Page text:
In the second half of the 20th century, the chair became a subject of intense experimentation. The reason for this was due to the continuous development of new materials and manufacturing technologies. Designers all over the world started to adopt various approaches to creating the shape of a chair.
The credo "the form follows the function" was established early during the Modern style. "To recognise the need", said the famous American designer Charles Eames, "is the first prerequisite in design".
Designers, at that time, created furniture for sitting on which fulfilled their functional purpose by trying, not always successfully, to use new materials and manufacturing techniques developed by the industry. These experiments included using variations of:
- Stainless steel tubes
- Bended multilayer wood or leather
- Moulded polypropylene
- Plastic shapes
It seemed that every new material produced inspired designers to create a new type of chair.
Plia chair (Giancarlo Piretti) - a great example of deliberate design, simplicity and transparency. The form is the same as the traditional wooden chair but the modern material offers an elegant, unobtrusive solution.
Wiggle side chair (Frank Gehry) - entirely constructed from the modern and affordable waste material cardboard. It is used in thick layers and glued together. The design allows a free, highly impressive layout and low production cost.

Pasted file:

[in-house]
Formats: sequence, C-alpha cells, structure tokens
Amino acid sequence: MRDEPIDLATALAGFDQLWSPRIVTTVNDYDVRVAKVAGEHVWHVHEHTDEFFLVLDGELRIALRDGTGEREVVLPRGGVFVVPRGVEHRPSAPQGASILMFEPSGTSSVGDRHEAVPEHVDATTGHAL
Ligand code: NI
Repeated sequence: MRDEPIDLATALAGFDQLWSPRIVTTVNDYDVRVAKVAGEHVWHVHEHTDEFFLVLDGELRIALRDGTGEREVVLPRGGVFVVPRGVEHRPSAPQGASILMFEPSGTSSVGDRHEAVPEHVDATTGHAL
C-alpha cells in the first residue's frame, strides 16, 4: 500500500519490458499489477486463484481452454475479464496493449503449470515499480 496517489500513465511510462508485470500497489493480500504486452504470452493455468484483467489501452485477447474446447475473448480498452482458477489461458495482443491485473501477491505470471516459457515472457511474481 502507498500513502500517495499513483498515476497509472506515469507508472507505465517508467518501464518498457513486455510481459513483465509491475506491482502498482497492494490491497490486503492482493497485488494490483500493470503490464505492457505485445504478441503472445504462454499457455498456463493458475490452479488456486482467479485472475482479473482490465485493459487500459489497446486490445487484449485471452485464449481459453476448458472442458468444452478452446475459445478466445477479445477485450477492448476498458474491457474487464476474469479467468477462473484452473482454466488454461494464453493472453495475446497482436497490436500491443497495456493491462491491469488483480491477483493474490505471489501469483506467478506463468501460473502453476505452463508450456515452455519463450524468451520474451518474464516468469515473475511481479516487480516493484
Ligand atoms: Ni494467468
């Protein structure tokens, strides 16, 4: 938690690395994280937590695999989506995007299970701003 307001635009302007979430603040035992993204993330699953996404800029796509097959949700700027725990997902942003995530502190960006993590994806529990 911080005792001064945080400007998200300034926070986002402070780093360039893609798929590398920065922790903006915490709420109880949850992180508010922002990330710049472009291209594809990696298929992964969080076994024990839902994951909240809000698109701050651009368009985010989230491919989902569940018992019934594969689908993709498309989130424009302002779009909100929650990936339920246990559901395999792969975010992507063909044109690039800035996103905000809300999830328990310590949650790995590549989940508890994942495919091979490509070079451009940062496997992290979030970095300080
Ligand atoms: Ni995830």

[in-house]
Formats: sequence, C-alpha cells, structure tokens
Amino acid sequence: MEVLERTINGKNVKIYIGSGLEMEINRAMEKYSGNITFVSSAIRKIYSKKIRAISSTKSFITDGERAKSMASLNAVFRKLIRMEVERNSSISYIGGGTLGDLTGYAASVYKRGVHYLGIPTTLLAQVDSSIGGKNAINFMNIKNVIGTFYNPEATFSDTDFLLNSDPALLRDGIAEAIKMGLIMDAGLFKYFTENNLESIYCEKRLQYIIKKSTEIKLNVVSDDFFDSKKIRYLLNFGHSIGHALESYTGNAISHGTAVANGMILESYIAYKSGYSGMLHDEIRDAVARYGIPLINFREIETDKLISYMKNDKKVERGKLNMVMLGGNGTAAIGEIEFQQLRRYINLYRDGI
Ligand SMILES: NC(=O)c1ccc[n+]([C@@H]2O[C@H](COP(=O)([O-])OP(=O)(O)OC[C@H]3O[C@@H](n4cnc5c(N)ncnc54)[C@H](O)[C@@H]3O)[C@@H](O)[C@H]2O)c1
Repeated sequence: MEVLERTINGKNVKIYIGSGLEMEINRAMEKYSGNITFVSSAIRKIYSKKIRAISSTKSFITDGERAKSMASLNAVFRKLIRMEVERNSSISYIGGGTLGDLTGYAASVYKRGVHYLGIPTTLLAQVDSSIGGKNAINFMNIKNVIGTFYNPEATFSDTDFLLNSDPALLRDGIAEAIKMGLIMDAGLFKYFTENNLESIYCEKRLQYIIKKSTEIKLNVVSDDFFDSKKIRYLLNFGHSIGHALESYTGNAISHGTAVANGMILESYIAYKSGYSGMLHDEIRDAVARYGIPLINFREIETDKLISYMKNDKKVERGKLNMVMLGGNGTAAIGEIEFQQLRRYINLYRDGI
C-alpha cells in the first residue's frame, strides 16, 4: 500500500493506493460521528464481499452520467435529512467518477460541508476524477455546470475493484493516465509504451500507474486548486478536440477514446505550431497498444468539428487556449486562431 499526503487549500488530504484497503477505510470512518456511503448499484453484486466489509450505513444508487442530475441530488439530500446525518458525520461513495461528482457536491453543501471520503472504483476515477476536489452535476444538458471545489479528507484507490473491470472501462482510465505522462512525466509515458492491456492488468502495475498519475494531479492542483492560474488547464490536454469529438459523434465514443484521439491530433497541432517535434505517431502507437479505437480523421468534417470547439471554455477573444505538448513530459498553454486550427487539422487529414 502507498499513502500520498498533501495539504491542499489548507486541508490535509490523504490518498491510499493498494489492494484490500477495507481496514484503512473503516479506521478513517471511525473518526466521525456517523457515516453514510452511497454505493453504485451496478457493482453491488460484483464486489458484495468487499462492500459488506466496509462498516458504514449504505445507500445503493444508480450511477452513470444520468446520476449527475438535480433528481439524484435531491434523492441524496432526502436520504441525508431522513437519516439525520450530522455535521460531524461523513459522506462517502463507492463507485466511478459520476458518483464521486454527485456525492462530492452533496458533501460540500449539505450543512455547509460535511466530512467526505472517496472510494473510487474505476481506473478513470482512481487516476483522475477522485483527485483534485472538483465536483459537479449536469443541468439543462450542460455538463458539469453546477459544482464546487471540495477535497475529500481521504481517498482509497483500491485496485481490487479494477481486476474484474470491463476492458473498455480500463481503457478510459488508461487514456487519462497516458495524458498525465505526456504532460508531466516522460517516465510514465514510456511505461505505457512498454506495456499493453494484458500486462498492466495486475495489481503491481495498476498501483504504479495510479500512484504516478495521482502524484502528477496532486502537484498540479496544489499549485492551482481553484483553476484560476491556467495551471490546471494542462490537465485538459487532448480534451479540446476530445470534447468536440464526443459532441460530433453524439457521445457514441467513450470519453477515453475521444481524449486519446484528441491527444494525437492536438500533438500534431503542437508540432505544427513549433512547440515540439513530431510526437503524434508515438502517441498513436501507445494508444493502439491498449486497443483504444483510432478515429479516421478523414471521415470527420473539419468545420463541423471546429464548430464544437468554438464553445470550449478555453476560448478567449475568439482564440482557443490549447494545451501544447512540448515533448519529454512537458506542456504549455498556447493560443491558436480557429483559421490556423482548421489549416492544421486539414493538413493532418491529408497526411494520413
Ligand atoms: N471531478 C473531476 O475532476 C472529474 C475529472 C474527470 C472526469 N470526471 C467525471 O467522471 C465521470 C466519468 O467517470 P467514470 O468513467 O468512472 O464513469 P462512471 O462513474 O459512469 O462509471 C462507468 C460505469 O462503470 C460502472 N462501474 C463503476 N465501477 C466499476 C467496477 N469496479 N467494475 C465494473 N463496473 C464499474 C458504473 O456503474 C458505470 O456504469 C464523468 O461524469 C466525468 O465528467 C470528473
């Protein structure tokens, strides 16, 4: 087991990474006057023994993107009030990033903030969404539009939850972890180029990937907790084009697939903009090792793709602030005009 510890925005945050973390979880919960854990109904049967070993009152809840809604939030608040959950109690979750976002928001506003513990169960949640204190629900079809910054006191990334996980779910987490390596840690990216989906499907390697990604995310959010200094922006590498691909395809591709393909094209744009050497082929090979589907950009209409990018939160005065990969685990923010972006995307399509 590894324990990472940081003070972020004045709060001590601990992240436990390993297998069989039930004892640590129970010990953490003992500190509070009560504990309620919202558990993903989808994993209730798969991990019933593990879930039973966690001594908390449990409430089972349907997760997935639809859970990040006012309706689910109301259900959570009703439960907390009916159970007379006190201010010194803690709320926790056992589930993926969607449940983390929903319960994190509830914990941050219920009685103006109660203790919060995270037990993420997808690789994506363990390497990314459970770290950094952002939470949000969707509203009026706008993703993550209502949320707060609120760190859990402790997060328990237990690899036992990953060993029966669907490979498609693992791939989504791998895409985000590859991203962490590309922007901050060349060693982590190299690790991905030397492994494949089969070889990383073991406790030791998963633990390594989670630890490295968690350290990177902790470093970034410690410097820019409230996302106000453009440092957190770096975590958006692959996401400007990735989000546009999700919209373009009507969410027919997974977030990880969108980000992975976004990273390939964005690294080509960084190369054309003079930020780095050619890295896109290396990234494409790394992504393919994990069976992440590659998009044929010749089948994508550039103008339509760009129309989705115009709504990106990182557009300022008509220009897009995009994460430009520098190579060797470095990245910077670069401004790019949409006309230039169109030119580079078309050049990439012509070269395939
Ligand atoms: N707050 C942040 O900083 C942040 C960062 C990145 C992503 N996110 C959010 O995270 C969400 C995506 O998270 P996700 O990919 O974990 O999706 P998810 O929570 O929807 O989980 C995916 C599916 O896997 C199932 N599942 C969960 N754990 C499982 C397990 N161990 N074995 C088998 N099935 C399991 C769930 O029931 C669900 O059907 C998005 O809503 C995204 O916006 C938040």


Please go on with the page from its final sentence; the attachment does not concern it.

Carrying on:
Polypropylene chair (Robin Day) – fondly known as the “polyprop”, it is extremely popular and repeatedly copied. The stacking chair is easy to manufacture and is very cost effective.
Expressing power and craftmanship
In most cases, chairs are evaluated on their functionality. The throne, as well as the bench are "sitting machines" according to Le Corbusier, but their shapes attach a different meaning. A chair can be an expression of power, indicating a leading position, but more often, people understand a chair as a decoration; an expression of an artistic sense.
Going back centuries, chairs have been created as decorative pieces. Whether they are decorated with woodcarving, incrustations, paint or with valuable materials, they have the ability to demonstrate master workmanship. A chair can be like a sculpture using the simplest shape. For example, the sensitive snake-like curves of the S-chair by Tom Dixon reveal the designer's personal interest in sculpture.